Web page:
Inmates 'plotted to kill' war criminal Radislav Krstic

Radislav Krstic at the International Criminal Tribunal for the former Yugoslavia in The Hague in 1998
Image caption Radislav Krstic suffered serious injuries in an attack at Wakefield prison last year

A convicted Bosnian war criminal has told a court he was the victim of a revenge attack by three Muslim prisoners in Wakefield jail.

Radislav Krstic, 62, was serving part of his 35-year sentence in the prison for his part in the killing of Bosnian Muslims in Srebrenica in 1995.

He was attacked last May in what the prosecution says was a revenge mission.

Indrit Krasniqi, 23, Iliyas Khalid, 24, and Quam Ogumbiyi, 29, deny attempted murder, Leeds Crown Court was told.

All three, who are serving life sentences, also pleaded not guilty to wounding with intent to commit grievous bodily harm.

They are alleged to have entered Krstic's cell at high security Wakefield Prison on 7 May and slashed him with knives or blades.

Julian Goose QC, prosecuting, told the jury of seven women and five men that the former soldier suffered a number of injuries, including one 5in (12cm) slash across his neck.

Mr Goose said: "The motive for the attempt to murder him was as a punishment or revenge.

"This was, we say as the prosecution, a planned and determined attack in which the three defendants intended to kill Radislav Krstic.

"The three defendants are practising Muslims.

"He [Krstic] is a Bosnian Serb national who was serving a 35-year sentence for his involvement as a General-Major in the Bosnian Serb Army which killed many Bosnian Muslim men in Srebrenica in 1995.

"Mr Krstic's background was known to others within Wakefield Prison including many of the prisoners."

Washing curtains

Speaking through an interpreter, Krstic told the court how he thought he was going to die when he was attacked.

He said: "They looked at me with a scary look. I truly understood why they came. They came to kill me."

He described being pinned down by one man while the other two cut him and he started losing consciousness.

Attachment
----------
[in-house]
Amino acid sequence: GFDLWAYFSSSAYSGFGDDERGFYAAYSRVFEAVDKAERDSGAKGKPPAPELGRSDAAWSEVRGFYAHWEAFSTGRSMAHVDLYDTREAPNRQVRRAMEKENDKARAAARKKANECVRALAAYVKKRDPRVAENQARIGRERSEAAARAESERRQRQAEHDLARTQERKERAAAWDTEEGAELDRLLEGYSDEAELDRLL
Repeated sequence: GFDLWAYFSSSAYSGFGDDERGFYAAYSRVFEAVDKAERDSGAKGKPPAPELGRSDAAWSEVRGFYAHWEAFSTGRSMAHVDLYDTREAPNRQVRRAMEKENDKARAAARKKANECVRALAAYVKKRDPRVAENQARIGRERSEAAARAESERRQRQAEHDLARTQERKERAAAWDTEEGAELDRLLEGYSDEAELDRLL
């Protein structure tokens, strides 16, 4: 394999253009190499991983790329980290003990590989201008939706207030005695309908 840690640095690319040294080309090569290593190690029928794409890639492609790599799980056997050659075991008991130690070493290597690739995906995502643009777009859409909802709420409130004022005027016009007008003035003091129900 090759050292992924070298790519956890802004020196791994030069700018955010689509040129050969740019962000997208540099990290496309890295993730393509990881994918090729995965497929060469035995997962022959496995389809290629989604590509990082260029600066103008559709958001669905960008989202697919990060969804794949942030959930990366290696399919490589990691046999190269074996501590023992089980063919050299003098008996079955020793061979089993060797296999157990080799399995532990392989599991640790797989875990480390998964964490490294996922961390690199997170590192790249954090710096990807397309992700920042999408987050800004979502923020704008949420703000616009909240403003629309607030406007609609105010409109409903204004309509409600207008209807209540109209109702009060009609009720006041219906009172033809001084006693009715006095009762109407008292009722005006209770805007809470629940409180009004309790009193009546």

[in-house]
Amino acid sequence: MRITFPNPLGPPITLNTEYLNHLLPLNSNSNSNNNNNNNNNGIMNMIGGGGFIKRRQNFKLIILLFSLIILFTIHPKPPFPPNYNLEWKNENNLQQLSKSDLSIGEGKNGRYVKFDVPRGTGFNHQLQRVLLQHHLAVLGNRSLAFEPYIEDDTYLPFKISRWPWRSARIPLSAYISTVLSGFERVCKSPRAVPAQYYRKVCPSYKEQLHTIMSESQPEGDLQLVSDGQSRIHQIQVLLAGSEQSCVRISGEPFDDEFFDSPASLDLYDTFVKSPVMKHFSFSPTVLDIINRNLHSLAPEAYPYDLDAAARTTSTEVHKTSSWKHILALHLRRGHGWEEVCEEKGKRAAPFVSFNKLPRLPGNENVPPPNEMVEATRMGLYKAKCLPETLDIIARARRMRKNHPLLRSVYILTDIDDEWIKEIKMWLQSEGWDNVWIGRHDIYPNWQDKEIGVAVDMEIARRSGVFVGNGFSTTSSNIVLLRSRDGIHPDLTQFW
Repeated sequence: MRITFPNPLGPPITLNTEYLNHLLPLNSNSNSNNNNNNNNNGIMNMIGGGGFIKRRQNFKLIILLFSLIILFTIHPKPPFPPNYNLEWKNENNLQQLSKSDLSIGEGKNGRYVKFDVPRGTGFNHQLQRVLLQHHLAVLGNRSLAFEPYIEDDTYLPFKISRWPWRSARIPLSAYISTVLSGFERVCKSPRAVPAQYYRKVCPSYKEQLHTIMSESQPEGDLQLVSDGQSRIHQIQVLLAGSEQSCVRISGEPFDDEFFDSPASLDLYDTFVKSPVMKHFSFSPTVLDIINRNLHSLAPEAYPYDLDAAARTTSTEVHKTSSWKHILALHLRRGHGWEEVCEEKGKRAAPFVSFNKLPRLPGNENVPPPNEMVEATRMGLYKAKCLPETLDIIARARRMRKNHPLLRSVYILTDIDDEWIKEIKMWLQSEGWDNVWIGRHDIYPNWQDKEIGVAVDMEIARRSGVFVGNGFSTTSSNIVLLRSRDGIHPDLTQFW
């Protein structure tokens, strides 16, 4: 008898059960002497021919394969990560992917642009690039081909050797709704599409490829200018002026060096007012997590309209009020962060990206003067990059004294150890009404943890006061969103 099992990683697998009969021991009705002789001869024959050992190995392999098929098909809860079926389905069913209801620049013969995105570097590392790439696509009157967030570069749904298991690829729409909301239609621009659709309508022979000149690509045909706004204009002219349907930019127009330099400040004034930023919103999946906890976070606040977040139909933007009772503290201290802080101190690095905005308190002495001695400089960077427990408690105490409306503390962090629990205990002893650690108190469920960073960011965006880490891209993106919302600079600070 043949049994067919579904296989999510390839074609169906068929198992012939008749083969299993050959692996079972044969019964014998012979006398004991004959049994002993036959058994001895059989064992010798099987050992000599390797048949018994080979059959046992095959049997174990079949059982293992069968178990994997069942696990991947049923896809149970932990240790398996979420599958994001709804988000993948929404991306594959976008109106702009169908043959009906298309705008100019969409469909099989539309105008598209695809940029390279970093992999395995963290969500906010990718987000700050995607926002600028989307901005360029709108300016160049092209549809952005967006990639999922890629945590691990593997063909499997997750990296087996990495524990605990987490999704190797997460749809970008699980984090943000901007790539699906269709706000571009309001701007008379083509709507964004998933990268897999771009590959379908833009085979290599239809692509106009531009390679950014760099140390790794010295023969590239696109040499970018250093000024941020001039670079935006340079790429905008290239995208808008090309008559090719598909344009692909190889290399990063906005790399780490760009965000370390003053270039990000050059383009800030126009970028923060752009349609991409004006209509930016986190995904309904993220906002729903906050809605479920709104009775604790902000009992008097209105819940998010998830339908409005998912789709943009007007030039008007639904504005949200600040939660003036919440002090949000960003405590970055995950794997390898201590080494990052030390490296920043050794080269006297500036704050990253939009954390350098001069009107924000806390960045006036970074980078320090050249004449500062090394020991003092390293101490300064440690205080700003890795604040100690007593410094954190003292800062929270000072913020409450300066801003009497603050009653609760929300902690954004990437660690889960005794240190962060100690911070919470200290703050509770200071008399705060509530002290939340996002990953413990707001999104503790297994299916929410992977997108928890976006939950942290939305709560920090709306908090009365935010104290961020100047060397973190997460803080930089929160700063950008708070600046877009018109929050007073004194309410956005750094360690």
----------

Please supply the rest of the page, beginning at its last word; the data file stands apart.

"I was just having visions of my family and pictures of them in my mind," he said.

"I thought 'it's all over and done with'."

He said he had earlier been doing his laundry and washing his curtains in his cell.

The jury was told Krstic was convicted of genocide at the International Court for the Former Yugoslavia, in The Hague, in 2001 and was sentenced to 46 years in prison.

'Flabbergasted' by killings

An appeal court reduced the conviction to aiding and abetting genocide and his sentence was cut to 35 years.

He was transferred to the UK to serve his sentence in 2004.

Icah Peart QC, defending Krasniqi, asked Krstic for more details about his conviction.

He said: "Amongst theses charges was one of the genocide of 8,100 Muslim men and boys. Is that correct?"

Krstic replied "yes" but appealed to the judge to intervene, saying he felt he was being tried again for the matters which had been dealt with.

Mr Justice Henriques told him: "The jury are entitled to know why it is you're serving a substantial prison sentence."

Krstic said he was 80km (50 miles) from Srebrenica when the killings took place and was "flabbergasted" when he heard about it.

But he said: "I said that I was morally responsibility due to the rank I was."

Mr Peart said to him: "Would you agree you have a very low opinion of Muslims?"

Krstic replied he had been brought up in an area of mixed nationalities and went to school and joined the Yugoslavian Army with Muslims.

The court heard Krasniqi is an Albanian national and Ogumbiyi is a Nigerian national.

The case was adjourned until Tuesday.

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